Newcastle Disease

What is new castle disease

Newcastle disease is a contagious viral infection causing a respiratory nervous disorder in several species of fowl including chickens and turkeys. Different types or strains of the virus have been recognized.

Newcastle disease is highly contagious. All birds in a flock usually become infected within three to four days.

Transmission

The virus can be transmitted by contaminated equipment, shoes, clothing and free-flying birds. During the active respiratory stage, it can be transmitted through the air. The virus is not thought to travel any great distance by this method. Recovered birds are not considered carriers and the virus usually does not live longer than thirty days on the premises.

Symptoms

Signs of Newcastle disease are not greatly different from those of other respiratory diseases. The signs most frequently observed are

  • nasal discharge,
  • excessive mucous in the trachea,
  • cloudy air sacs,
  • casts or plugs in the air passages of the lungs
  • cloudiness in the cornea of the eye.

In young chickens Newcastle disease begins with:

  • difficult breathing,
  • gasping and sneezing.
  • nervous symptoms after ten to fourteen days

If nervous disorders develop, they may consist of

  • paralysis of one or both wings
  • Paralpysis of legs
  • twisting of the head and neck. The head often is drawn over the back or down between the legs.
  • walking backwards

Mortality may vary from none to total loss of the flock.

In adult chickens, respiratory symptoms predominate. Only rarely do nervous disorders develop. If the flock is laying, egg production usually drops rapidly. When this occurs, it takes four weeks or longer for the flock to return to the former production rate. During the outbreak, small, soft-shelled, off-coloured and irregular-shaped eggs are produced. Mortality in adult birds is usually low but maybe fairly high from some virus strains.

In turkeys, the symptoms are usually mild and may be unnoticed unless nervous disorders develop. During an outbreak, turkeys will produce eggs with a chalky white shell. Reduced production in breeder flocks is the main economic loss from this disease in turkeys.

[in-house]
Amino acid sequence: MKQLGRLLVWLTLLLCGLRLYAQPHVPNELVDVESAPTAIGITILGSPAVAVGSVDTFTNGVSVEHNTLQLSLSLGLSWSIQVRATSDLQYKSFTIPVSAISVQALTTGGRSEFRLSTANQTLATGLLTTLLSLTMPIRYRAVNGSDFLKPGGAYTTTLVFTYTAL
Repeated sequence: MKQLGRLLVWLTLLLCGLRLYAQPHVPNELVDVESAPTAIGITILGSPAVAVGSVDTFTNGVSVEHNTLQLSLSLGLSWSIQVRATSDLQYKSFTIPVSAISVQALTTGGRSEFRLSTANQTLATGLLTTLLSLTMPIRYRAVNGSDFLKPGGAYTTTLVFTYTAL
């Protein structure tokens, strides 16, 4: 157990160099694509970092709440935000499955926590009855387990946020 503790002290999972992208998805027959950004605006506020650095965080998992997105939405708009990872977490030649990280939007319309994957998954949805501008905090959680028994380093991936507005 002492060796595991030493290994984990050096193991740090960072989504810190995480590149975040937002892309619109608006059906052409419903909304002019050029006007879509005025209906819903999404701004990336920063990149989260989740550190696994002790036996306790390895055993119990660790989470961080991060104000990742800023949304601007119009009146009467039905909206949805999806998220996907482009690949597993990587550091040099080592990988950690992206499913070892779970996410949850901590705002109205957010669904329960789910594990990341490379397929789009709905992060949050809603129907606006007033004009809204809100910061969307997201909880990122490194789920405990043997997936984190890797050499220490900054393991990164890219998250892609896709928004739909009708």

The flock history, signs of a respiratory nervous disorder and other typical lesions often may be sufficient to allow a tentative diagnosis. Usually, however, the disease cannot be differentiated from infectious bronchitis and some of the other respiratory infections, except by laboratory methods.

Prevention

Vaccination is practiced widely and is the recommended method for prevention. Several types of vaccines are available but the most successful and widely used is the mild live virus vaccine known as the B1 and La Sota types. The vaccines may be used by drops into the nostril or eye, in addition to the drinking water or applied in spray form.

Broiler chickens are usually vaccinated when seven to ten days of age. Chickens kept for egg production are usually vaccinated at least three times. The vaccine is given when birds are approximately seven days, again at about four weeks and a third time at about four months of age. Revaccination while in lay is commonly practised.

Vaccination is not widely used in turkeys. It is used to protect egg-producing breeder flocks. One dose of the mild type vaccine is given after selecting breeder birds.

Treatment

There is no treatment for Newcastle disease. The disease does not always respect even the best management programs, but good “biosecurity” practices will help reduce the possibility of exposure to the Newcastle disease virus.



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